For many years, this adaptation of Emma – from writer and director Douglas McGrath – easily won my heart as the favorite in a crowd of other interpretations of this witty Austen classic. I think the primary reason can be attributed to this being the first version of the classic love story I’d seen. The more recent BBC version was merely an idea at the time and I wasn’t aware of A&E’s retelling as of yet. Because of these factors, I’d already seen this several times before introduction to any other versions. Grouped in with the lineup of other period dramas Miramax released during the ’90s, this version is also flawed but still one of my favorites for reasons I shall attempt to put into words.
The classic story remains intact as the film begins with protagonist Emma Woodhouse (played by Gwyneth Paltrow) seeing her beloved governess Miss Taylor (Greta Scacchi) married. Naturally, this sparks an idea in Emma: What if making Miss Taylor’s match is only the beginning? She next sets her sights on Mr. Elton (Alan Cumming), their pastor, and her new friend, Harriet Smith (Toni Collette). Watching over this with a critical eye but a keen sense is Mr. Knightley, played by the wonderful Jeremy Northam.
Having now watched all three of the primary adaptations of Emma, my work has now come to an end. What I discovered and loved about the experience of revisiting these is each version has its merits, weaknesses and unique approach to storytelling. This version doesn’t have a lot to recommend itself if you look at the surface, especially to those of us spoiled by the beauty and authenticity British period dramas bring, however, look underneath that and there is plenty of good to be discovered. The script is brimming with some great lines and speeches. I also particularly liked the emphasis on Emma and Miss Taylor’s relationship; I like that it is Miss Taylor who Emma confides in (about Mr. Knightley) and I enjoyed the few scenes between the two of them. While I like Johdi May (BBC’s Emma) in the role best, this version gives us the sweetest relationship.
The rest of the cast has its ups and downs as well. Though Gwyneth might not be the universal favorite, I do enjoy her as the titular character. She somehow strikes a balance between being the proud aristocratic lady her upbringing might have fostered and keeping a more whimsical personality. But really, it’s Jeremy Northam that keeps me returning to this version. No one – and I mean no one has, in my opinion, encapsulated the “badly done, Emma” speech as he delivers it. The entire scene nearly makes the film. In fairness, this is partly thanks to his and Paltrow’s portrayal working together in the emotional scene. (Actually, he really sells the “men of sense” line too.) However, their pairing is not my favorite in terms of the romance. (I really enjoyed the innocence and hopefulness in the 2009 miniseries, which might be my favorite in terms of the romance.)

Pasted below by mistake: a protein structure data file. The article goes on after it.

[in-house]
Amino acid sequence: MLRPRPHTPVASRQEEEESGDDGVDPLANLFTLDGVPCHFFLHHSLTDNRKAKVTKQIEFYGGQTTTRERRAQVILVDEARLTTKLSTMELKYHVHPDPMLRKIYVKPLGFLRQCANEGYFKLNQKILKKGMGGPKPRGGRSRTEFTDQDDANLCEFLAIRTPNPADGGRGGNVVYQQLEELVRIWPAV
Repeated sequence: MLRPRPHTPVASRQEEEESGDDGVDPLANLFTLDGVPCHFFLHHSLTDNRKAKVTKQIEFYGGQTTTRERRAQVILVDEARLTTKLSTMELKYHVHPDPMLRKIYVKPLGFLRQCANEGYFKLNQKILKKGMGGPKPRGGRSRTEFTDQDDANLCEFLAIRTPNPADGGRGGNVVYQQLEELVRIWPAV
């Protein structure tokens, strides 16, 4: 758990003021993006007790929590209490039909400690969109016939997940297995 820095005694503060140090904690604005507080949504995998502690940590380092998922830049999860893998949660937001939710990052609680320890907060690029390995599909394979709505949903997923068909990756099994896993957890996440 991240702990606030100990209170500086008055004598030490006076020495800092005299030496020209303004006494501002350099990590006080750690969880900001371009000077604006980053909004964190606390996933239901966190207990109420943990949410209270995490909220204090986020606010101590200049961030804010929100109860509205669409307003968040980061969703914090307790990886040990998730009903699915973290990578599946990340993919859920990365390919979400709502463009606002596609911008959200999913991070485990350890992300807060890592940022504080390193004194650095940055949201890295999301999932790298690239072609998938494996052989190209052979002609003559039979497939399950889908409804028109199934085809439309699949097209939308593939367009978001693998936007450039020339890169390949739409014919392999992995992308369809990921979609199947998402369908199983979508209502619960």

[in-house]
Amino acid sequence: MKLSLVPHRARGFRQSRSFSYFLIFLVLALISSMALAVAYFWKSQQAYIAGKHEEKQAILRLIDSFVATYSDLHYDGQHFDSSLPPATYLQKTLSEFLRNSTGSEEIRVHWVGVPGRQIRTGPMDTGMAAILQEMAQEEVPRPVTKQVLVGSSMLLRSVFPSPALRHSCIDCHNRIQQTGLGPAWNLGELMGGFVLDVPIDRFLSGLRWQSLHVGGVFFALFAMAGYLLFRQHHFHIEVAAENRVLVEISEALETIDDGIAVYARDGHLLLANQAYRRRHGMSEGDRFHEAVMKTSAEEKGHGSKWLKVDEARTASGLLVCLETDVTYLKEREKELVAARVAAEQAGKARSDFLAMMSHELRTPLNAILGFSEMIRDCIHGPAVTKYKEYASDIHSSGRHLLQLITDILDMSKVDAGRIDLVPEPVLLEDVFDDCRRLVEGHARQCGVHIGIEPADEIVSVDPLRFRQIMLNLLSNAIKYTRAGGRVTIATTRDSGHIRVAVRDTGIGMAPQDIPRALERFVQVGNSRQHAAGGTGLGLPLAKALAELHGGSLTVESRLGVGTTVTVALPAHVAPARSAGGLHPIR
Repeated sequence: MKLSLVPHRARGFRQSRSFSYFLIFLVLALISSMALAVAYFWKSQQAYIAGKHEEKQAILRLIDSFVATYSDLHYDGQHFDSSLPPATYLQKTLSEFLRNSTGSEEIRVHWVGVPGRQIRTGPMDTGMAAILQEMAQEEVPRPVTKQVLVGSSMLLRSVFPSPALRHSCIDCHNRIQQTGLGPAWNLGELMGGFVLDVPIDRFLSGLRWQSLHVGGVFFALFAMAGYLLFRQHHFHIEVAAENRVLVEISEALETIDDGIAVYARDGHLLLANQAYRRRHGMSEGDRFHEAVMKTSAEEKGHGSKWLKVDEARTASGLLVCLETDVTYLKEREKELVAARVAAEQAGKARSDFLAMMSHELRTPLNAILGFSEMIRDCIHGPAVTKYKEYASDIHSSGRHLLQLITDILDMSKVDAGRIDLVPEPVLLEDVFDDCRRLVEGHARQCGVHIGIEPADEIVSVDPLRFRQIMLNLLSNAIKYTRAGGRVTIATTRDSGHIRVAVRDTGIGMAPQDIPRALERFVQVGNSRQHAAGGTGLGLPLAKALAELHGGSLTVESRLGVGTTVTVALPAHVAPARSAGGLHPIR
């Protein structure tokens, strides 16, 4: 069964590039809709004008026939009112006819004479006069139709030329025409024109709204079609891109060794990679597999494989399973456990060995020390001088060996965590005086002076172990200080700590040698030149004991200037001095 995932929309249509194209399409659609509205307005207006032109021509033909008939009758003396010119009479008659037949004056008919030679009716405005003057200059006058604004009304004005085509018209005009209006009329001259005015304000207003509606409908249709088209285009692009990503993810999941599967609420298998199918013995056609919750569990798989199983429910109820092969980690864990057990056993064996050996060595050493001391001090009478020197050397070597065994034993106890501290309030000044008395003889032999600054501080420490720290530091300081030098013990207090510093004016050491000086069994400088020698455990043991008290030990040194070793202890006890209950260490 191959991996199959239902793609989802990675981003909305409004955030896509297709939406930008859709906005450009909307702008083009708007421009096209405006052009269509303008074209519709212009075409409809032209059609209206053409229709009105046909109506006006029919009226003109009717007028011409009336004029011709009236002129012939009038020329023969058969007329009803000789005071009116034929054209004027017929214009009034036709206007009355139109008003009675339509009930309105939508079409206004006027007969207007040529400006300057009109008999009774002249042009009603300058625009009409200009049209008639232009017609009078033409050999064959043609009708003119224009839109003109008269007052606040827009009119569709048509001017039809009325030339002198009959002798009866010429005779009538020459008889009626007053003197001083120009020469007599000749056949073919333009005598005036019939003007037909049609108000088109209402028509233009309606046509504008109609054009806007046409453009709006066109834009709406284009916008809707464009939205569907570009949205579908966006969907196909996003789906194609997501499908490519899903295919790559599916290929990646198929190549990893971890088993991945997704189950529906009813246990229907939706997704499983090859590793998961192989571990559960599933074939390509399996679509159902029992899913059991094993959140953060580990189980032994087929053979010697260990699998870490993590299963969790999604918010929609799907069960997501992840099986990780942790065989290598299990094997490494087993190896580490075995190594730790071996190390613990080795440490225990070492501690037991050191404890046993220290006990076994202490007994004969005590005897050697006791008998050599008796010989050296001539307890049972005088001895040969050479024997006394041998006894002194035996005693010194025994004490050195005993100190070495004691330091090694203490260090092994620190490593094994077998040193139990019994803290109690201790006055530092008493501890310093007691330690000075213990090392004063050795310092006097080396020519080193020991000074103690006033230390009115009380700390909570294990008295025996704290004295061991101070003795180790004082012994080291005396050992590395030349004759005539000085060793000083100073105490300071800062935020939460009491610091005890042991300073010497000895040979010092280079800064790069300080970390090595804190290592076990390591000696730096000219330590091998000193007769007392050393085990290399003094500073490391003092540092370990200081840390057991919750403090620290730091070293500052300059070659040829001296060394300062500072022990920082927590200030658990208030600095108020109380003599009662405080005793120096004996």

Beyond that, my complaints are minor and petty (like the styling of Gwyneth’s hair which I most often found very unattractive on her). This has a sweet romantic-comedy tone that might not endear it as the most authentic of Austen’s works, but I think she’d have appreciated the subtle shifts. In the two hours the script has, the primary story manages to be told with a kind of comical ease, and that’s a wonderful feat not to be sneezed at. The cinematography in the film is also worthy of note; this version creates some really pretty pictures.
If only for the reason that this holds the title of being the first Emma story I experienced on screen, this adaptation has a special place in my rankings and heart. This adaptation may have its flaws, same as its titular heroine, but I still love it all the same.
In closing, have a look at Jeremy Northam’s “Badly done, Emma” speech:
What do you think of this adaptation? I’d love to hear your thoughts, impressions or favorite adaptations/scenes/actors. Comment down below.
“In vain have I struggled. It will not do. My
feelings will not be repressed. You must allow me
to tell you how ardently I admire and love you.”
You can rent Emma on Amazon Instant Video or Buy it (It’s rather cheap at the moment) on DVD:
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